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AP sources: Pentagon extending benefits for gays

BY LOLITA C. BALDOR, ASSOCIATED PRESS

WASHINGTON -- U.S. officials say Defense Secretary Leon Panetta is poised to extend some benefits to the same-sex partners of military members.

The policy change would come about 16 months after the Pentagon repealed its ban on openly gay service.

Officials say Panetta has not made a final decision on which benefits will be included, but the Pentagon is likely to allow same-sex partners to have access to the on-base commissary and other military subsidized stores, as well as health and welfare programs.

Officials say the military is likely to require that some type of document be signed to designate the military member's partner as a legitimate recipient of the benefits.

Officials spoke on condition of anonymity because they were not authorized to discuss the plans publicly.

Click here to read more.

News release from HRC, Human Rights Campaign.

Pentagon Vows to Extend Benefits to Gay Service Members, Families

HRC calls on Panetta to include “every benefit possible under the law”

WASHINGTON – In response to news that the Pentagon would be extending certain benefits to the spouses of gay and lesbian military personnel, Human Rights Campaign (HRC) President Chad Griffin issued the following statement:

“We welcome the news that benefits will be extended to the same-sex spouses and partners of gay and lesbian service members, and urge Secretary Panetta to make sure every benefit possible under the law is included.  This is the logical next step in ensuring all our military families are treated with the dignity and respect they deserve.”

Since the repeal of “Don’t Ask, Don’t Tell” in 2010, HRC has called on the Pentagon to change its policies that currently deny many benefits from gay and lesbian service members and their families.  As part of ongoing effort to achieve full equality in the military, HRC has called on Defense Secretary Leon Panetta to issue military IDs to same-sex spouses and extend every possible benefit not specifically barred by the Defense of Marriage Act (DOMA). The revisions would ensure same-sex spouses in the military receive the same benefits afforded all other service members.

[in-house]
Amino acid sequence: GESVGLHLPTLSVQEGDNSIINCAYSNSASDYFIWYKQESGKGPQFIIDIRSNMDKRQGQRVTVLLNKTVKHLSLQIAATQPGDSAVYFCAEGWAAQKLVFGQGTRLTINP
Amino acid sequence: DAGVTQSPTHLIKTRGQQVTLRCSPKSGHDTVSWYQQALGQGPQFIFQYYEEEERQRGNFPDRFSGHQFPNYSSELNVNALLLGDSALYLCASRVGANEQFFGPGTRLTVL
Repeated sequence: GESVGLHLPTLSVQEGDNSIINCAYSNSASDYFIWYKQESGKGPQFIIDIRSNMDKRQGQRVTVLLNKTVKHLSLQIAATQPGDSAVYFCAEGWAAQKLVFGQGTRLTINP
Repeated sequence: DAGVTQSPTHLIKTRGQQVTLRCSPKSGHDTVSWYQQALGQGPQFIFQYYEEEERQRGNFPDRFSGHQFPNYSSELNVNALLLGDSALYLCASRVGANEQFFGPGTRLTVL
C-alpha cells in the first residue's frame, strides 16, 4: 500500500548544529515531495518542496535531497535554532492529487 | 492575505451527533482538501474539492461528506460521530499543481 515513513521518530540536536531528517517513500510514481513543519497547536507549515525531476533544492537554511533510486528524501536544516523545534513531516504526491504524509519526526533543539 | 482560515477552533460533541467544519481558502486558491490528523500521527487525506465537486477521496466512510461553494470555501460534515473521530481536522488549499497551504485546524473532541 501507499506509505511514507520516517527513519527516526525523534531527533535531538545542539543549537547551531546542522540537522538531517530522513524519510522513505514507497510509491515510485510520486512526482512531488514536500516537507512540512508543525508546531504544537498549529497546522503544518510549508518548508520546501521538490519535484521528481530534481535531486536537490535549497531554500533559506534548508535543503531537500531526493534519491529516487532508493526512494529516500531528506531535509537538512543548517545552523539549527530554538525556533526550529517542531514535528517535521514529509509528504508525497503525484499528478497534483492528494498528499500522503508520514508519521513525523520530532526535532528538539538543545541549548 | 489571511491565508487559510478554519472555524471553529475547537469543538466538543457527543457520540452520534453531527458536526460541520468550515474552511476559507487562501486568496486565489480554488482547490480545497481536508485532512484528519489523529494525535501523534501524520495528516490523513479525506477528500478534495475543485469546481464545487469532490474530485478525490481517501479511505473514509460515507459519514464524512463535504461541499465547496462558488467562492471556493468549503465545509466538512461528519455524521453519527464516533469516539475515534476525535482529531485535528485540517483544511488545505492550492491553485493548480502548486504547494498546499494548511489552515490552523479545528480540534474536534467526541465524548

Some of the regulatory changes Panetta could make with the stroke a pen include:

  • Housing – Same-sex spouses and partners in the military are currently ineligible for the economic benefits that come with on-base housing, such as rent-free living quarters.
  • Military ID cards – Same-sex spouses and partners are currently ineligible for the identification card that is essential for accessing bases, morale and recreation programs, and a number of other on-base amenities and services.
  • Access to Commissaries and Exchanges – Same-sex spouses and partners can’t access the discounted stores where most military families typically save an average of 30 percent on grocery bills.
  • Personnel assignments – Military regulations currently do not include same-sex spouses or partners when considering assignments. However, opposite-sex, dual-career military couples may be assigned to the same geographic reason.
  • Legal Services – Opposite-sex military service members and their families have access to free legal services on a variety of items, including the drafting of wills and serving as advocate and counsel. Same-sex spouses and partners do not have access to these free legal services.
  • Spousal Privilege to Refuse to Testify – The Rules of Evidence in the Manual for Courts-Martial grants opposites-sex spouses the privilege to refuse to testify against one another in criminal cases – a benefit not extended to same-sex spouses or partners.

Such actions have already been taken, for example, by the State Department to extend benefits to the partners and spouses of Foreign Service officers and by OPM to extend sick leave, long-term care insurance, travel and relocation assistance, and other benefits to civilian federal employees.   

“The military leadership have dragged their feet long enough,” Griffin added.  “Two years after ‘Don’t Ask, Don’t Tell’ was relegated to the dustbin of history, it’s time for our heroes in arms to finally receive the justice they deserve.”

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